I have something really important to say that has been eating me up inside for weeks. If I don’t share it with the world soon, I just might explode like the three Easter Peep’s I “accidently” left in the microwave.
I have a weakness for Chinese buffets.
Insert heavy gasping and moaning here.
Don’t ask me why. I can’t really explain it. Perhaps it’s the sweetness of my server as she refers to me by my beverage choice in her broken English. Or maybe it’s the tingly feeling I get when I dive my chopsticks deep into the goopy mounds of things that taste like chicken.
Several weeks ago I decided to recreate the same joyful sensations at home as I feel at my local, tacky decorated, Chinese restaurant. Crab Rangoon are one of my favorites. So why not attempt to make them on my own?
They were a total FAILURE!
I learned several very valuable lessons that faithful evening. So sit back and enjoy my four “F’s” of failure. In the mean time, I’m going to leave the Crab Rangoon making to the experts.
Folding: The original recipe called for folding the wontons in the shape of a triangle. Since I’m not one to follow the status quo, I opted for a more complicated corner to corner pattern. My lesson here was the process of aligning all four corners together was so time consuming, I got bored after the first five. Keep it simple and fold it into a triangle pocket.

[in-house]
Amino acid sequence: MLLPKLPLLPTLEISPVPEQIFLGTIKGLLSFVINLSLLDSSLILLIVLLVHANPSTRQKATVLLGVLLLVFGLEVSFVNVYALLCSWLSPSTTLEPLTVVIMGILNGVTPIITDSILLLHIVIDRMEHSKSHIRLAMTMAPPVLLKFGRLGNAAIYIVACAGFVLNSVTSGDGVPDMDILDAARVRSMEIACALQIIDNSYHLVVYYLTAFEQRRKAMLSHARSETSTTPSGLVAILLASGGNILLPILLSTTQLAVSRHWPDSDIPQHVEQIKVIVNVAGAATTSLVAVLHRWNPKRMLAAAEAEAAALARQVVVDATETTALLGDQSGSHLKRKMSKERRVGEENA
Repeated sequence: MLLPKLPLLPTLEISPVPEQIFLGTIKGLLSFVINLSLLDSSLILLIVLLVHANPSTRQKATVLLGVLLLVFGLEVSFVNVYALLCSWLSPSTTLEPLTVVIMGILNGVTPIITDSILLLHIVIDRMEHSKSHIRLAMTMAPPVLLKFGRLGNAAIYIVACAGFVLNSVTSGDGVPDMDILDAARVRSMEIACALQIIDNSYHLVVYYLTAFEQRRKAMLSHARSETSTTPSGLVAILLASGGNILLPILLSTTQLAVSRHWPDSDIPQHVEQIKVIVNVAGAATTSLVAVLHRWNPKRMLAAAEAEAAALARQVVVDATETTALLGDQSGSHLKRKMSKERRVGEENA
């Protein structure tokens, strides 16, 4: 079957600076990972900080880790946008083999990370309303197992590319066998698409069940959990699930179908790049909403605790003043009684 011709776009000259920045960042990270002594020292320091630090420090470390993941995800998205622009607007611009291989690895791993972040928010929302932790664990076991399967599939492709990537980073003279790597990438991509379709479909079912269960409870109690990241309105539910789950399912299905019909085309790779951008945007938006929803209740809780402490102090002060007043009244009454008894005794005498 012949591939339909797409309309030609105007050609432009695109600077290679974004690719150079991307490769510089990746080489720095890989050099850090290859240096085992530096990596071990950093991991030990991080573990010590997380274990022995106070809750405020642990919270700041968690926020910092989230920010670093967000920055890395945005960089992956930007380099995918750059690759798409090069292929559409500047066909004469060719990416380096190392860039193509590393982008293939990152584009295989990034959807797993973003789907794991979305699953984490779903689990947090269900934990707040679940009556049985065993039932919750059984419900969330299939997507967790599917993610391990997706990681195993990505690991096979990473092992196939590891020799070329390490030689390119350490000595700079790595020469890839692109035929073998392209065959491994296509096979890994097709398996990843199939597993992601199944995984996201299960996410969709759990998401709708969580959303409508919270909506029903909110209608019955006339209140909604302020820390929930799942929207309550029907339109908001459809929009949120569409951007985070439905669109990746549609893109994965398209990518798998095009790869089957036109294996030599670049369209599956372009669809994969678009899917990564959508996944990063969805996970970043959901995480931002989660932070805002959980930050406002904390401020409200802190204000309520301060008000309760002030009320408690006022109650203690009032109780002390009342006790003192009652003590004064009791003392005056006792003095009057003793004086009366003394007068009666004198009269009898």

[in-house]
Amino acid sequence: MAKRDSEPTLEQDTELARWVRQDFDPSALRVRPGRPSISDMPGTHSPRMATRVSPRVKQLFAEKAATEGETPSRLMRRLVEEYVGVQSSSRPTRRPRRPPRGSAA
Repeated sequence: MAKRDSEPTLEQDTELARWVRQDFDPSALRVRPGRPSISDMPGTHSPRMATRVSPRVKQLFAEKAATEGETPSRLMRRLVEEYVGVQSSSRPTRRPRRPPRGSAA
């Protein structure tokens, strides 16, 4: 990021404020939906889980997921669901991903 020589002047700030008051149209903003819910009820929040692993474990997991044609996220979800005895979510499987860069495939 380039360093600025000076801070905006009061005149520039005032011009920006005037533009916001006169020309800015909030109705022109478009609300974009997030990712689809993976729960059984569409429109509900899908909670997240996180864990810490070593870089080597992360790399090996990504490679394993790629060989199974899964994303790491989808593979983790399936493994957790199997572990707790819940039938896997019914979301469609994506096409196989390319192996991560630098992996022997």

Frying: This recipe reminded me of why I don’t deep fry very much. I hate how my kitchen seems to smell like the back of a fast food restaurant every time I pour even the tiniest amount of oil in a pan. Mainly, my oil was way too hot for frying the delicate packets. The first few looked more like blackened golf balls than what they should really look like. Invest in a really good thermometer.
Filling: The filling was completely flavorless. I even tried to kick the spice up by adding a half a teaspoon of red pepper flakes. I don’t think it was the fault of the original recipe author. The problem most likely was the cheap imitation crab I found on sale. Even though times are tough, real crab would have made a world of difference.
Freezing: Ever make something that you really didn’t like and store it in the freezer to not waste food? Only to leave it there until it becomes so freezer burned it’s completely unrecognizable? Well, I decided to only cook half of the recipe and store the remaining in the freezer. Every time I opened the door to reach for the ice cream, there they were reminding of my failures. Save yourself the trouble. If you didn’t like it the first time, what makes you think you’re going to like it later?
Authors Note: Sure the photo may look pretty. But don’t be fooled, they aren’t as easy as they look.